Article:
For my comic I developed a simple story about a character, that represents me, getting into college at WSU. My project fits McCloud’s definition of comics in the sense that I have created a storyline made up of different visuals that are placed in a specific order. The illustrations that I produced were intentionally arranged in a sequence that could be easily understood by my viewers. One element from Understanding Comics that influenced my choices while working on this project was the concept of closure. I like the idea that readers can interpret messages in comics that aren’t necessarily included through an artist’s style. For example, I wanted to use some sort of transition between panels, so I decided to have a thought bubble connect two of the frames. In addition, the last panel of my comic portrays a message without any words, and instead uses illustrations and size of the panel to convey my idea.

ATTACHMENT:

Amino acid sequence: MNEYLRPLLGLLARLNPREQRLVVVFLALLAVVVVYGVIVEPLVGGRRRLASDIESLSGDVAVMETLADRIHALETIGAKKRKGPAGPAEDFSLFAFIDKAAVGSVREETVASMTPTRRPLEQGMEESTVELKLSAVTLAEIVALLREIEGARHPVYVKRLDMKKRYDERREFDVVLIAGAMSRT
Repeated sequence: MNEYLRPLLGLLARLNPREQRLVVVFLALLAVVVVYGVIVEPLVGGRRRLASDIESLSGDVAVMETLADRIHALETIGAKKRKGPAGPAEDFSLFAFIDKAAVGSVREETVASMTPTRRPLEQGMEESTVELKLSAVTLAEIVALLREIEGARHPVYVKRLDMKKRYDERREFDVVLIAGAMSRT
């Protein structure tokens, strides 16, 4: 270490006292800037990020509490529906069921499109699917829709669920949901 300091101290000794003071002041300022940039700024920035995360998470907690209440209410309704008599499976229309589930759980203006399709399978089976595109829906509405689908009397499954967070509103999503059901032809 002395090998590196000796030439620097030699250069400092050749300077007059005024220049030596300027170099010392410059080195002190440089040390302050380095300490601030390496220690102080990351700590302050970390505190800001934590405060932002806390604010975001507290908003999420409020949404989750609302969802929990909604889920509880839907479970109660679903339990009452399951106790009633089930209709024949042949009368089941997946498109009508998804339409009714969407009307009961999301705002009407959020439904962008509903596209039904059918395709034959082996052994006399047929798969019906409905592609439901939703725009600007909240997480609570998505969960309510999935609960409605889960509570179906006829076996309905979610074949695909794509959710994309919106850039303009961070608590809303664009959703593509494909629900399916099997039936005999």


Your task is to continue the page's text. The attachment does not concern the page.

At first, I decided that I wanted to have my comic printed because I know how the viewers experience differs from digital comics. Then, once I began working on my project, I found that the format of my comic seemed like it would work better digitally. With printed comics an artist is able to use each page in a way that a digital version cannot. On the other hand, digital comics can potentially be more interactive for its audience. My hope is that viewers will be able to easily follow the storyline and realize that I am referring to my own experience. Also, I hope that my audience is able to relate to my story and the message behind it in one way or another. The significance of my comic was to present the idea that good things come to those who wait. Overall, I struggled a bit when learning how to use Illustrator, but I am now eager to improve my skills and understand everything this software has to offer.